The man who tricked time
I’ve never understood daylight saving time. Oh, I know what happens with the hour change in time. I just don’t understand why? I read somewhere that the idea was proposed by Ben Franklin to save candles in winter and by some Englishman who wanted to play golf longer in summer. I also seem to recall it has something to do with milk cows in Indiana although I’ve yet to see a cow, Hoosier, Guernsey, or other, wearing a watch. I do remember Jimmy Carter, in has cardigan by the White House fireplace, urging us to give daylight saving a try during the 1970’s energy crisis.
So, once again, the time for the “fall back” bookend of daylight saving time was nigh. My lovely wife, Grace, wasn’t jazzed by the whole thing which she sees as a precursor to winter. I, on the other hand, just hate changing the time on all our clocks.
Advancing the time one hour at the “spring forward” change isn’t so bad, but moving the clocks back an hour is a bummer. It is especially difficult with digital clocks. Mine don’t have “back” buttons, so one has to advance the time 23 hours, then check the a.m.-p.m. setting, then the day of the week, AND the date to ensure each is still correct. I get tired just thinking about it. And boy, do we have a lot of digital clocks – on the stove, the coffee maker, outdoor lights, sprinklers, radios, alarm clocks, and, well – you get the picture. I began doing finger exercises a week in advance of this autumnal drill.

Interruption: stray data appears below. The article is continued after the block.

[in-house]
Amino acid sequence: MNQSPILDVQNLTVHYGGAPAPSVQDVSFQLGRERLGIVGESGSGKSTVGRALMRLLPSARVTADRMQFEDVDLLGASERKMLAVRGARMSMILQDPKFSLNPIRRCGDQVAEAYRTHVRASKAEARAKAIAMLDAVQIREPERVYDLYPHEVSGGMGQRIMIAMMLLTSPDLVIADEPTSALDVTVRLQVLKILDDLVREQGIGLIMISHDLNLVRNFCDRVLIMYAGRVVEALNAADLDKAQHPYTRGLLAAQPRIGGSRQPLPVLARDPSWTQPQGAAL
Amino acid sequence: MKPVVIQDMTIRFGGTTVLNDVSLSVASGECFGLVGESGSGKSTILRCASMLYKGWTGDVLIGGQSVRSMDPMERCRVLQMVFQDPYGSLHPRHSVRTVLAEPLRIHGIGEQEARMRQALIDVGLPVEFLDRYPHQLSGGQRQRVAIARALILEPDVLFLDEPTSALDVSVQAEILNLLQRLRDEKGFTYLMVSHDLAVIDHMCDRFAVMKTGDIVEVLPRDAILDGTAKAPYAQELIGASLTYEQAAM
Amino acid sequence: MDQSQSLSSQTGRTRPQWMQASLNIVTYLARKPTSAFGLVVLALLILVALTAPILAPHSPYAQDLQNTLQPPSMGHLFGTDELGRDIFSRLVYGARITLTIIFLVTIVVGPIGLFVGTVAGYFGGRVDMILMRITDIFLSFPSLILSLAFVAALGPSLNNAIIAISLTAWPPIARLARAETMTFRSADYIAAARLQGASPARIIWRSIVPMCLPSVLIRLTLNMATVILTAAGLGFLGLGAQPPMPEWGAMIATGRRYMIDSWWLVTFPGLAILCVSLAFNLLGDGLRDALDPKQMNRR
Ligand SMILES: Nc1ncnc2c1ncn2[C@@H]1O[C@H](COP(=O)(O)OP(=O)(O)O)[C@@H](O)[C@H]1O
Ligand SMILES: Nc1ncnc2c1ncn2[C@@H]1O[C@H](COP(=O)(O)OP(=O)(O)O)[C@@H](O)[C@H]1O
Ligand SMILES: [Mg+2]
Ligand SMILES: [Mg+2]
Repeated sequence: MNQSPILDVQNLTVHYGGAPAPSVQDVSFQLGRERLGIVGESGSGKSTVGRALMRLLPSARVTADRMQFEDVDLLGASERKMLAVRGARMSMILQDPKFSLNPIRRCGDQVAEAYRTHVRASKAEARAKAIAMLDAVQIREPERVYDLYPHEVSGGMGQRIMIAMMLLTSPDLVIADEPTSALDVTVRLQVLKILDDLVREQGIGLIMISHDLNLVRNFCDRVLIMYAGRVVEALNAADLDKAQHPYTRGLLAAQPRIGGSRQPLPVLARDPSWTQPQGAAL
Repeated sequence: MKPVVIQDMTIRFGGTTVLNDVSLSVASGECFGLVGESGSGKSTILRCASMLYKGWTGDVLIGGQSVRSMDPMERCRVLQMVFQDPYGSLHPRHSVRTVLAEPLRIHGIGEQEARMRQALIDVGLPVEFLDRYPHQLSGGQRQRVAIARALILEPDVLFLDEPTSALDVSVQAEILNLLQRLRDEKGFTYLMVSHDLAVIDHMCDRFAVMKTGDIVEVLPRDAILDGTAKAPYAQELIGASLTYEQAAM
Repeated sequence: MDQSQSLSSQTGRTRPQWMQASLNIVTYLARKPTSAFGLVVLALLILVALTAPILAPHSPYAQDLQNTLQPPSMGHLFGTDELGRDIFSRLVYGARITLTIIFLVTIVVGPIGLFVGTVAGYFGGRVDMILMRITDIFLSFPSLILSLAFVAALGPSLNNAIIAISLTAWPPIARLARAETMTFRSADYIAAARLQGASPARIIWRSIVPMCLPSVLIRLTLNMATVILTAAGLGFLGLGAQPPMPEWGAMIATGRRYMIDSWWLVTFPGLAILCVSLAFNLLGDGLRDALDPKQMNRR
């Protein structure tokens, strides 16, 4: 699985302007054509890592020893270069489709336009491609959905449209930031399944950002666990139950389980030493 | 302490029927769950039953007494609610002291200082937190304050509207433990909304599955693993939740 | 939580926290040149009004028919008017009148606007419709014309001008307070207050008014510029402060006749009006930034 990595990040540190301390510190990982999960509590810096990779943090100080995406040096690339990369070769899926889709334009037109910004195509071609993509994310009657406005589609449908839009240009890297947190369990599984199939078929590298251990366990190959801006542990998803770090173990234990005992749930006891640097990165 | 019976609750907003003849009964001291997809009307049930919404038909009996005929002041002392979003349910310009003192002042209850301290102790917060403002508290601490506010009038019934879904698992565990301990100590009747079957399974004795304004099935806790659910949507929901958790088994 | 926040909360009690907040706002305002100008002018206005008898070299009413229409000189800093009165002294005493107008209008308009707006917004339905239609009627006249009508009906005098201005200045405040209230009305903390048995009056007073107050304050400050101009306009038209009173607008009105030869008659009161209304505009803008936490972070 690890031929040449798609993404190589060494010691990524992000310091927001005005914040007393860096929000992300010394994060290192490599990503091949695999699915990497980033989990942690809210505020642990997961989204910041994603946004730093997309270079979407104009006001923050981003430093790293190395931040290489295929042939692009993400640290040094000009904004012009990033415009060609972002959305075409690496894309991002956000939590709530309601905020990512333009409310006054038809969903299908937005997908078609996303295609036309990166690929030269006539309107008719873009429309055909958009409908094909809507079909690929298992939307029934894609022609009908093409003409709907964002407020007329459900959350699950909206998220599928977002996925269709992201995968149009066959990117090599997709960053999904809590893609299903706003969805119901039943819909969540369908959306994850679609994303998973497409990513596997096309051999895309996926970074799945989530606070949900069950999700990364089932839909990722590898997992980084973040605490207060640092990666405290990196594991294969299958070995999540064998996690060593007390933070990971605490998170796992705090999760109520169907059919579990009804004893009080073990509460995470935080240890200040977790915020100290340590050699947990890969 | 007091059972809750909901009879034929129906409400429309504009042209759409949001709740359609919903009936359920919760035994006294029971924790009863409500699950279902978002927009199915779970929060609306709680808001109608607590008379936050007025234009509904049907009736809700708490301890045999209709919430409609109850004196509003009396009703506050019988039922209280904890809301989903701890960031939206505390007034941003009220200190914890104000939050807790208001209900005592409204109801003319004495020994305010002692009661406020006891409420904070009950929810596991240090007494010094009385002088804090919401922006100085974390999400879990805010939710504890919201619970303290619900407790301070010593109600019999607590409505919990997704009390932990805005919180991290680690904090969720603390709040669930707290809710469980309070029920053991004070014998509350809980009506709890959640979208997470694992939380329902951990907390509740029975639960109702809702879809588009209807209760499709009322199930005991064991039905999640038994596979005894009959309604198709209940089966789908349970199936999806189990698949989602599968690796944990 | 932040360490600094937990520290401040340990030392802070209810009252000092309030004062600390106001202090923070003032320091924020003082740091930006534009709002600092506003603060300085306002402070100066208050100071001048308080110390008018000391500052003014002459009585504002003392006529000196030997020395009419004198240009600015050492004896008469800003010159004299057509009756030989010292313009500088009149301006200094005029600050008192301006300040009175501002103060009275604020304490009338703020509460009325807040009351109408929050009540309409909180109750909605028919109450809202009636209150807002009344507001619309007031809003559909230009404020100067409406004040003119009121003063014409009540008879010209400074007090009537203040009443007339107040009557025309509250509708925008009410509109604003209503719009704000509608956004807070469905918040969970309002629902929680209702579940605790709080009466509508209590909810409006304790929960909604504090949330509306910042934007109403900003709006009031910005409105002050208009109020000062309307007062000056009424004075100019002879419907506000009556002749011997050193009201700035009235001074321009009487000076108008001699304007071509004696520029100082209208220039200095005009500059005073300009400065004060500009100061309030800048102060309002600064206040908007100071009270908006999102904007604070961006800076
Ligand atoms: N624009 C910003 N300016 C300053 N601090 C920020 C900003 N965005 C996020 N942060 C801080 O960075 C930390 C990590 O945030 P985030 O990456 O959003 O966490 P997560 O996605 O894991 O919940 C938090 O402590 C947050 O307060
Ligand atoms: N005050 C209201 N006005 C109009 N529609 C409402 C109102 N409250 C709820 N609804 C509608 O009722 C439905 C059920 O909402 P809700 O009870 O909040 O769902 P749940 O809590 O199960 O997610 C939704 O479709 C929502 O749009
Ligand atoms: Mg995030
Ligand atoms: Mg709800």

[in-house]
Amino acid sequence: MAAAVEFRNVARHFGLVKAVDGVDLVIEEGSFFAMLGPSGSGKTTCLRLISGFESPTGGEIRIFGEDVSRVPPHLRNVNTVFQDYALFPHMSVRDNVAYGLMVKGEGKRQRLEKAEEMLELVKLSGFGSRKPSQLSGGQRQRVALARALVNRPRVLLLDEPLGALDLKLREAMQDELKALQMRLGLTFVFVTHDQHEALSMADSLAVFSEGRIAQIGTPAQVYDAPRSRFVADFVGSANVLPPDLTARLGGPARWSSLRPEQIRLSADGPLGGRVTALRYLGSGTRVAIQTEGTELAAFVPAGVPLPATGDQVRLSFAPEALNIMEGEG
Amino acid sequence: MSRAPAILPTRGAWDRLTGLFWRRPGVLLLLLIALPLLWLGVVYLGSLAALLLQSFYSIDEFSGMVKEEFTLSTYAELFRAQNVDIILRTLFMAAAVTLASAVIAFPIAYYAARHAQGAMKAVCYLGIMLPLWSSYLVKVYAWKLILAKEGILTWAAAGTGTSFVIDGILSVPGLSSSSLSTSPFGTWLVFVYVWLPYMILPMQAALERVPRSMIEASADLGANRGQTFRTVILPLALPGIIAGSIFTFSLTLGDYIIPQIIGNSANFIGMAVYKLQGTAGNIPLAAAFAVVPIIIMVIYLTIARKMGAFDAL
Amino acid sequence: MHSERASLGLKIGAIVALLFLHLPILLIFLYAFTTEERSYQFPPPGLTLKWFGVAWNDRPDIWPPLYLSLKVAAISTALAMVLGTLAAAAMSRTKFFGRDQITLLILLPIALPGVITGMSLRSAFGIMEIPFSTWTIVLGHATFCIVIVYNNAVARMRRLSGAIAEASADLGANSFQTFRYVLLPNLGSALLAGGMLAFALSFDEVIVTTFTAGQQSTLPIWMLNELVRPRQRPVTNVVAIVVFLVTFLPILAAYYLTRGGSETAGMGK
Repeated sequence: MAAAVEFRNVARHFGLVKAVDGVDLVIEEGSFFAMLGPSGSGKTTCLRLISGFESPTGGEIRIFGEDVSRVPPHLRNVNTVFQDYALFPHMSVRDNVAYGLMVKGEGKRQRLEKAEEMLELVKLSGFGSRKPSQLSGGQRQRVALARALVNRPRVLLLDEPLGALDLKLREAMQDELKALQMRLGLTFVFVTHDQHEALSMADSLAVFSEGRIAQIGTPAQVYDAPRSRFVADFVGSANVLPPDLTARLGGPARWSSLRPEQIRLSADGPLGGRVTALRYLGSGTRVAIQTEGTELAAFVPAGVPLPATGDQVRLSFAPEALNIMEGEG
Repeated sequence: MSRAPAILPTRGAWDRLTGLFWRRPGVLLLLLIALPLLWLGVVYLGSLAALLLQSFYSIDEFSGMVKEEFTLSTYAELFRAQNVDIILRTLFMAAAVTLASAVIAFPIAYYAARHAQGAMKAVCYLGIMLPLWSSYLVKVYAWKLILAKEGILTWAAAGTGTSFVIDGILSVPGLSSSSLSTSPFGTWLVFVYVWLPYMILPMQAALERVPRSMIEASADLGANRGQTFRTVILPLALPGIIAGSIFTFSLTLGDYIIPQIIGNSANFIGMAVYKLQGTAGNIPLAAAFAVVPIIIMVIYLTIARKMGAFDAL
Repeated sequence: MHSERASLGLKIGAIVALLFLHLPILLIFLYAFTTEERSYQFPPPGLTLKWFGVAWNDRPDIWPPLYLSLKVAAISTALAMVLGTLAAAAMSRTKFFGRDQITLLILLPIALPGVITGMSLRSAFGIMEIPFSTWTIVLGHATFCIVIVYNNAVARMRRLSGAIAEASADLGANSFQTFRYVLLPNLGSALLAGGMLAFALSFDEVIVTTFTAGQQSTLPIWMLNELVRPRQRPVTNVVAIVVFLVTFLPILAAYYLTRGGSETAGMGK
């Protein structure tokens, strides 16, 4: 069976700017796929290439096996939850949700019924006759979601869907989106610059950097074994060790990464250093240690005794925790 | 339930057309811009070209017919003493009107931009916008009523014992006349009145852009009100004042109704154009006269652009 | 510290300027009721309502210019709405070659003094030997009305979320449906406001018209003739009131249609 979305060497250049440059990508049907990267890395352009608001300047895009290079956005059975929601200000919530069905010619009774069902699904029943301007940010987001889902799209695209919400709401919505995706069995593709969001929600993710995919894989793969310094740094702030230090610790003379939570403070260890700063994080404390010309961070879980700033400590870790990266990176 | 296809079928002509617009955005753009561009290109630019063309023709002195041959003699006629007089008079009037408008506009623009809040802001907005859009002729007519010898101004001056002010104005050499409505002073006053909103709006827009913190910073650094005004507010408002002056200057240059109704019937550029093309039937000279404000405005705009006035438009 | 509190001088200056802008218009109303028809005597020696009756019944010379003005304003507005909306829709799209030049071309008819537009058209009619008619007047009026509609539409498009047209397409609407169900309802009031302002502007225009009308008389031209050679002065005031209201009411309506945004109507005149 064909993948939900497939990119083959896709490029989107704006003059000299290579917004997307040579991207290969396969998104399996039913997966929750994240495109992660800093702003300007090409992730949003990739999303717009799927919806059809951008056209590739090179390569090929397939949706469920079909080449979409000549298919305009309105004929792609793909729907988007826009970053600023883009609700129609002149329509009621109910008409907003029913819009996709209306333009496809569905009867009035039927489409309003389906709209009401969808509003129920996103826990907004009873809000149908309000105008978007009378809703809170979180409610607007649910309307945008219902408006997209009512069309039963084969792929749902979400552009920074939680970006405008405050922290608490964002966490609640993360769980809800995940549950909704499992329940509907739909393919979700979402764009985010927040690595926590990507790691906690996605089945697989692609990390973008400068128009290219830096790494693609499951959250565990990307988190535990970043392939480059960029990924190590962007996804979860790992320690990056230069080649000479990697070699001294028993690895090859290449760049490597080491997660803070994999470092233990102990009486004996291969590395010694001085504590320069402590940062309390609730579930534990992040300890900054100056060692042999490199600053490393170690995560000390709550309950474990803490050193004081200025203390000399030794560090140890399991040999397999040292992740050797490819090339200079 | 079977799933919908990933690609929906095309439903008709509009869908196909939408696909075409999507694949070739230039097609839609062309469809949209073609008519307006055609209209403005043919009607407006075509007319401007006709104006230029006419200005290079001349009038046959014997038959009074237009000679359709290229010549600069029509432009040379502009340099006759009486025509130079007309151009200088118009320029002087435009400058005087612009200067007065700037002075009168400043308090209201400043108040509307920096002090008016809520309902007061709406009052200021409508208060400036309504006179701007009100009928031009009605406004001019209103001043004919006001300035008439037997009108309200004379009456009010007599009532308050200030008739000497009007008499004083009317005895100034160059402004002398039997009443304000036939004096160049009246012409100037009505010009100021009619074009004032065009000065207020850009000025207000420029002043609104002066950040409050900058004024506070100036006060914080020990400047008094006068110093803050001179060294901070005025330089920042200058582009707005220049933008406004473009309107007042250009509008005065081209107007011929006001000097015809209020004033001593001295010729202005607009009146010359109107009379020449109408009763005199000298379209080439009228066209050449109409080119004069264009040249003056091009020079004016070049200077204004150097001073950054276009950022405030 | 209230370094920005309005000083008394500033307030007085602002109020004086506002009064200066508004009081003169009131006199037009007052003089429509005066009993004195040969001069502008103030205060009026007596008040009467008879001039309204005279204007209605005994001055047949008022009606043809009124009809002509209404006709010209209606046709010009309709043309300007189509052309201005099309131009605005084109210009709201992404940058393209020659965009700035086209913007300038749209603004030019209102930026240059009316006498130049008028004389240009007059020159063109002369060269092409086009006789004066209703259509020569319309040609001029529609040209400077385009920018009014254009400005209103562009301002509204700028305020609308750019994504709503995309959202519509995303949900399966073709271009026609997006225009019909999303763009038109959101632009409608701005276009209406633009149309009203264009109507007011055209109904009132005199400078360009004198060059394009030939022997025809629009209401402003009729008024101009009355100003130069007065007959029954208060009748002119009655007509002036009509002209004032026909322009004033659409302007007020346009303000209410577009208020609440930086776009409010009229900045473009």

As T-day neared, I contemplated my attack on the monumental task ahead.
“Have you started changing the clocks?” Grace inquired.
“I’m fixing to get ready to do it.”
“Well, time’s a wasting,” Grace answered, a tad more earnestly.
I poured some Maker’s Mark over ice and sat down to ponder the problem. Bourbon has magical powers to facilitate pondering. And, sure enough, a few sips produced the desired epiphany. There WAS a way to change all the digital clocks at once! Eureka! I felt like Archimedes in the bathtub. As we turned in for bed last Saturday night, Grace asked, “You didn’t change the clocks, did you, Dear?”
I answered swimmingly, “Not yet, but I will…and before dawn.”
“What the heck does that mean?”
“You’ll see,” I chuckled as Grace turned off the light.
My alarm went off at 12:55 a.m. and I sprung from bed ready to work my magic.
“What in heaven’s name are you doing?” Grace inquired, turning on the light.
“Changing the clocks,” I replied, rubbing my hands together.
“At this hour? Are you nuts?”
“They scoffed at Ben Franklin, too,” I answered.
“Go fly a kite,” Grace shot back as she turned off the light and rolled over.
I hustled downstairs – time waits for no one, you know – turning on lights as I made my way toward the utility room. I reached the electrical box at 12:59 – one minute until the witching hour. Checking my watch, I began counting down the seconds until 1 a.m. A few seconds before one o’clock, I tripped the master switch and the house plunged into darkness. A few seconds later, I threw the switch again and the lights came back on. Just as planned, the digital clocks automatically reset themselves to 12:00 a.m. The flashing time was a beautiful sight.